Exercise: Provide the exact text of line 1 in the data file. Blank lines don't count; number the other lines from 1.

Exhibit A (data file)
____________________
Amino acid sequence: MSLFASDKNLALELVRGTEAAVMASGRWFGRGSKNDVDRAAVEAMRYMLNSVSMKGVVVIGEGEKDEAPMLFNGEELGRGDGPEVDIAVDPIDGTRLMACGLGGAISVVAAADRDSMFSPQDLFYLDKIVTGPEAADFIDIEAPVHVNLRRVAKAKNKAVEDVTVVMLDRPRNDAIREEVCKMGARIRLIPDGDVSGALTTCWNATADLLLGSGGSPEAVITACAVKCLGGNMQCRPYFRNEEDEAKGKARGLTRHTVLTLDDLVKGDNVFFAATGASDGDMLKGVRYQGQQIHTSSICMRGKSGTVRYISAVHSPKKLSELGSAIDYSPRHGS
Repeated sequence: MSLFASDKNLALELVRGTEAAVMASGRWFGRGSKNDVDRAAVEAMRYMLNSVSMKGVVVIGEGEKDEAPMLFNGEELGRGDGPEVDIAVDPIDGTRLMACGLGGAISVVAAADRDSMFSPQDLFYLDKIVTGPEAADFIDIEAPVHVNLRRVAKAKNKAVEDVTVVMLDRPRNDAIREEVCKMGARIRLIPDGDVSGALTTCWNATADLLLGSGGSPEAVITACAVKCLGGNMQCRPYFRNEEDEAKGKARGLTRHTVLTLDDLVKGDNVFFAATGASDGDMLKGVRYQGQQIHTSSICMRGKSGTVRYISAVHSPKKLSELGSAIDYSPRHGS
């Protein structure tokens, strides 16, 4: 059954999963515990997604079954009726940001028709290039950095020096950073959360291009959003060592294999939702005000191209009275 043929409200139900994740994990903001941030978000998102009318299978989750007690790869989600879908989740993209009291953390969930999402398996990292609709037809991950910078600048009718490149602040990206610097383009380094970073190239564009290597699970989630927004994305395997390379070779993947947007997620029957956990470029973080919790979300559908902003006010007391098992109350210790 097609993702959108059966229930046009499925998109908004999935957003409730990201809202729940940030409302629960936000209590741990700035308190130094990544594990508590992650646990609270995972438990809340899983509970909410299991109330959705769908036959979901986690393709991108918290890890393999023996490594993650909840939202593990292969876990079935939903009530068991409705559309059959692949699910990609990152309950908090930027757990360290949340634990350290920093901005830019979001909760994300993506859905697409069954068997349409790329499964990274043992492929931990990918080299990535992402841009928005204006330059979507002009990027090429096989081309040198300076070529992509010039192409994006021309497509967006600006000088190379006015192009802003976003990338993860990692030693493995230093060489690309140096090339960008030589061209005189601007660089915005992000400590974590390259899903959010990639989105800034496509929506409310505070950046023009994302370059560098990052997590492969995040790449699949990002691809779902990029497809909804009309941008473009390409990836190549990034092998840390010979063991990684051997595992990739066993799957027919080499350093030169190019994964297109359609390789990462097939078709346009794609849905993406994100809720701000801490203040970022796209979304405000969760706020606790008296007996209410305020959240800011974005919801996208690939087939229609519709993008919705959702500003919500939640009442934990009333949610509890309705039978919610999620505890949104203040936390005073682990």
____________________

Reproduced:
Amino acid sequence: MSLFASDKNLALELVRGTEAAVMASGRWFGRGSKNDVDRAAVEAMRYMLNSVSMKGVVVIGEGEKDEAPMLFNGEELGRGDGPEVDIAVDPIDGTRLMACGLGGAISVVAAADRDSMFSPQDLFYLDKIVTGPEAADFIDIEAPVHVNLRRVAKAKNKAVEDVTVVMLDRPRNDAIREEVCKMGARIRLIPDGDVSGALTTCWNATADLLLGSGGSPEAVITACAVKCLGGNMQCRPYFRNEEDEAKGKARGLTRHTVLTLDDLVKGDNVFFAATGASDGDMLKGVRYQGQQIHTSSICMRGKSGTVRYISAVHSPKKLSELGSAIDYSPRHGS